The Third District’s en banc decision was based on the 2004 Florida Supreme Court opinion in Singleton v. Greymar. In Singleton, the trial court dismissed the lender’s foreclosure action on an accelerated debt with prejudice after the bank failed to appear at a hearing. What is unclear from the Singleton record is why the lender failed to appear. The court should have recognized that there was an agreement to reinstate under which the borrower made payments prior to the dismissal.
The lender filed a second foreclosure action after the borrower defaulted on a new, subsequent workout plan. The borrower sought to avoid the second action claiming res judicata. It is noteworthy that the lender’s Supreme Court brief in Singleton was only four pages long, with only one paragraph of actual argument stating that to deny the foreclosure would create “uncertainty” for banks and a “windfall” for homeowners, offering no analysis of res judicata, collateral estoppel or the consideration of the statute of limitations.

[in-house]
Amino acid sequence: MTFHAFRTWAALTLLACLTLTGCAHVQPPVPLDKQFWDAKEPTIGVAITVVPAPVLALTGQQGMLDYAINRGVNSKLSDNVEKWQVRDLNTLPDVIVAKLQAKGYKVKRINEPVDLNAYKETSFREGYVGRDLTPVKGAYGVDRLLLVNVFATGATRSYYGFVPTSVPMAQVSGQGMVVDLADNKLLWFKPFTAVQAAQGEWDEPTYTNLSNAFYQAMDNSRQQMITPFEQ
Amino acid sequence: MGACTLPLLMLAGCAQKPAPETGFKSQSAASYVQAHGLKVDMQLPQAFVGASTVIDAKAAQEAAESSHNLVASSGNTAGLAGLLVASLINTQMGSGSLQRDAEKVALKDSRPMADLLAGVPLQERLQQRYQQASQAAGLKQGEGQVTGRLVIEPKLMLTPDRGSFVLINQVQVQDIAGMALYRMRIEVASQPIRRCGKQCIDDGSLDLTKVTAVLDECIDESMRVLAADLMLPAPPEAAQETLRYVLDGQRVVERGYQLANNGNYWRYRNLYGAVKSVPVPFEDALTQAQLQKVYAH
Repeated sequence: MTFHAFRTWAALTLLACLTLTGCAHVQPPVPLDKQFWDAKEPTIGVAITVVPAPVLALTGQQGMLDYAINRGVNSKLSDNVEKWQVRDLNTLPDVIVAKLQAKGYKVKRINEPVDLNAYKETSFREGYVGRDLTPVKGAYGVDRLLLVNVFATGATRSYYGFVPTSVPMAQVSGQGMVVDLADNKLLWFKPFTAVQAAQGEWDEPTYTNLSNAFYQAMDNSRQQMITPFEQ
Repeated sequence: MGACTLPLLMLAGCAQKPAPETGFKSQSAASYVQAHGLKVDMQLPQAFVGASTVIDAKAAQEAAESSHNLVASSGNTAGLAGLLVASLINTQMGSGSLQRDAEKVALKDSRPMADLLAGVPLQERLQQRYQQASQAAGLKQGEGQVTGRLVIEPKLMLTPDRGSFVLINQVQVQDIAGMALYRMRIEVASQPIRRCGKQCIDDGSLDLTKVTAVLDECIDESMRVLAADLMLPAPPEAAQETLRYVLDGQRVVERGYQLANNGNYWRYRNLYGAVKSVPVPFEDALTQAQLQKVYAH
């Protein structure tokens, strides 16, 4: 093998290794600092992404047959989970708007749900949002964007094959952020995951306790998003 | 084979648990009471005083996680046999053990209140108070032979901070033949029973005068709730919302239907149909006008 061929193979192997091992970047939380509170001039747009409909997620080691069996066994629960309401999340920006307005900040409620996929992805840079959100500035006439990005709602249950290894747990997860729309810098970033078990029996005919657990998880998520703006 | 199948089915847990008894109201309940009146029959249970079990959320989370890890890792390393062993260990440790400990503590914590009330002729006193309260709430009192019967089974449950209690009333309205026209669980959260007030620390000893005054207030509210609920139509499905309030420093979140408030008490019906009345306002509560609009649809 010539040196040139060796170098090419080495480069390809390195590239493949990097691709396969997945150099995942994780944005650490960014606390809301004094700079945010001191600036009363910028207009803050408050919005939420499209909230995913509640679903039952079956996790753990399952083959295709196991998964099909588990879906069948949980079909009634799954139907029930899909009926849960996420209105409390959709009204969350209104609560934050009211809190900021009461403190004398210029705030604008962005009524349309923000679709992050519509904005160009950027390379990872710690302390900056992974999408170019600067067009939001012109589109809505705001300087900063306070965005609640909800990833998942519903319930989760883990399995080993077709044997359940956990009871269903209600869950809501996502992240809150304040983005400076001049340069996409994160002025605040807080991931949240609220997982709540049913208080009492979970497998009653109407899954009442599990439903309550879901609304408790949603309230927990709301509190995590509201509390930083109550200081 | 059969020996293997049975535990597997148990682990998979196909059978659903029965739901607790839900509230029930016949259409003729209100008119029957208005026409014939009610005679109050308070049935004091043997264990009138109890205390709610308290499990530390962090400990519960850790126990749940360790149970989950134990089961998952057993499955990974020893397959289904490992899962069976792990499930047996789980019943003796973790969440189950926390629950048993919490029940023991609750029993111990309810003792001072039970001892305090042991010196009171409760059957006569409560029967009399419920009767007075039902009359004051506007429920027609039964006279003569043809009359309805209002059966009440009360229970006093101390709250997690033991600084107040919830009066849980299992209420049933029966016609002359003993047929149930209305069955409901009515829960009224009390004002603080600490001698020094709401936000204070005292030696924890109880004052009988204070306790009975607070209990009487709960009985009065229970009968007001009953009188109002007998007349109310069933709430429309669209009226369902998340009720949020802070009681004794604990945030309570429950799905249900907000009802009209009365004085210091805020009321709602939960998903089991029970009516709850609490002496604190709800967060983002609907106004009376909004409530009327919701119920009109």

Even the attorney who represented the lender in Singleton, Mark Evans Kass, said that Singleton has been misinterpreted and misapplied by many courts across Florida, including the Third District in Deutsche Bank v. Beauvais. The Florida Supreme Court found the two actions were different events and the second action involved a new and distinct default by the borrowers.